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Hi, I am Greek (or Graecus)

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Hi, I am Greek (or Graecus)

Postby konstantinos » Wed Aug 27, 2014 10:03 am

Hello people,
My name is Konstantinos, i 'm from Athens and i just discovered this forum/blog.
I m feeling awesome connecting with people trying to learn the two most important languages of the world that are the origins of all the languages spoken today.
I am more than happy to help anyone who needs tips about the Greek language, however i cannot speak any Latin at all.

Cheers,
Konstantinos
konstantinos
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Re: Hi, I am Greek (or Graecus)

Postby jeidsath » Sat Aug 30, 2014 6:52 am

It's wonderful to have you here. I have a few questions:

How do Greek schools currently handle education in the ancient tongue? I have heard that it is less emphasized today than in previous decades.

What are the most important cultural survivals still left today? I have read late 19th century books about modern Greek folk traditions, and wondered if any of those stories or superstitions might still exist in rural areas.

Modern Greek still contains the gender distinctions of the ancient language. Are there any situations where those genders tinge the meaning of words? We call a ship "her" in English, and it adds some ineffable color that would not be there using "it."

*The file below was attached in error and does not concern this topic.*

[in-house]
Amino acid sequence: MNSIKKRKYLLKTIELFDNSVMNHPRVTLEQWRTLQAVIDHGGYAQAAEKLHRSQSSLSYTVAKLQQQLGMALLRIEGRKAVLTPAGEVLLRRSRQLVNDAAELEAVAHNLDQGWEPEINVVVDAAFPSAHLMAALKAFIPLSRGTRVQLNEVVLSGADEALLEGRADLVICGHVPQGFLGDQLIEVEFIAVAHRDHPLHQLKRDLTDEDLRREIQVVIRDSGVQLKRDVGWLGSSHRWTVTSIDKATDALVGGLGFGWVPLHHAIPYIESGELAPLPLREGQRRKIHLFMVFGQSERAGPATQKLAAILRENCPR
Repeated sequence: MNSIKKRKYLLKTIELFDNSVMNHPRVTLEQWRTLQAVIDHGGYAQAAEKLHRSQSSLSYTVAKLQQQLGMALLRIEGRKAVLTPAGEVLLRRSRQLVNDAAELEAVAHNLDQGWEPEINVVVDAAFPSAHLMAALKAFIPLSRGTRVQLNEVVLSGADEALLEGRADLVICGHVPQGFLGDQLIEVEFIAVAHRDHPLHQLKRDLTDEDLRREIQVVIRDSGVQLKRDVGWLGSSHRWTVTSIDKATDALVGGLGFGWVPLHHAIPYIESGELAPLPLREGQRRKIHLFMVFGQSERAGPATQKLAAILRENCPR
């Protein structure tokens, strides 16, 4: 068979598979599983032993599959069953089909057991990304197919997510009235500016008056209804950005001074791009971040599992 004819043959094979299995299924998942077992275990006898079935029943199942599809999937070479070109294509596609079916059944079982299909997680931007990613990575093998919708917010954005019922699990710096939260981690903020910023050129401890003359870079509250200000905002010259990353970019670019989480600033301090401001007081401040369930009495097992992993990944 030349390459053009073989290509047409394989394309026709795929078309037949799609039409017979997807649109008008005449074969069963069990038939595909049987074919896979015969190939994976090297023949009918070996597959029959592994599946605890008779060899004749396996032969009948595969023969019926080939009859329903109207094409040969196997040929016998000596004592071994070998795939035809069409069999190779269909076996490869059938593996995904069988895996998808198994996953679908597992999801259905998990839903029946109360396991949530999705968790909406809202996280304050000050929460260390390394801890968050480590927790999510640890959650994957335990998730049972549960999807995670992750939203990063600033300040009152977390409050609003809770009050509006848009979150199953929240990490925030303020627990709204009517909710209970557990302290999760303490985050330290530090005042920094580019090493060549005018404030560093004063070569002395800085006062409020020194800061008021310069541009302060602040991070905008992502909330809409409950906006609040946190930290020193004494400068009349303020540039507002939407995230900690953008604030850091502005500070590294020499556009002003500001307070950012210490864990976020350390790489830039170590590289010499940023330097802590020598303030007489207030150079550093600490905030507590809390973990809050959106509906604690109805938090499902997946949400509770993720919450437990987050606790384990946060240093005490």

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Re: Hi, I am Greek (or Graecus)

Postby konstantinos » Sat Aug 30, 2014 5:35 pm

Hi jeidsath,

nice to be here.

Firstly, i strongly believe that these two languages should be taught in every school in every country all over the world, let alone in Greece. However in Greece, ancient greek and latin are not only an optional lesson in high school but they are taught fewer and fewer hours every year. The revelant minister of education believes that is better to not "pester" the kids with a language that is no more spoken. As a result, we are killing our own roots and consequently our values and morals. And that is a young adult speaking, not even a middle-aged person. It's very harsh to see teenagers that they don't know who is Irodotos or Aristotelis, but they all know Rihanna and Steve Jobs!

As for the gender distinction, it's true that Greek articles are still the same as in ancient Greek. So, we never use masculine or feminine gender when it comes to neuter. For example, when ship is the noun, we always use the ("το") and never he or she. The only exception is when we call our pets -which we love too much to admit that they are just pets-, and call them he or she depending on their gender!

Sorry for my ignorance but I have not understand what you mean by cultural survivals. The monuments, the superstitions or the traditions? Excuse me for English too.

Konstantinos
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Re: Hi, I am Greek (or Graecus)

Postby jeidsath » Tue Sep 09, 2014 3:38 pm

Thanks for the reply! I'm sorry that I didn't respond sooner, but I've been traveling.

It's great to hear that you support more education for young people. Hopefully the pendulum will swing back over the next few years.

By cultural survivals, I did mean superstitions or traditions. The monuments are interesting too, of course, but they are easier for a foreigner like me to spot.
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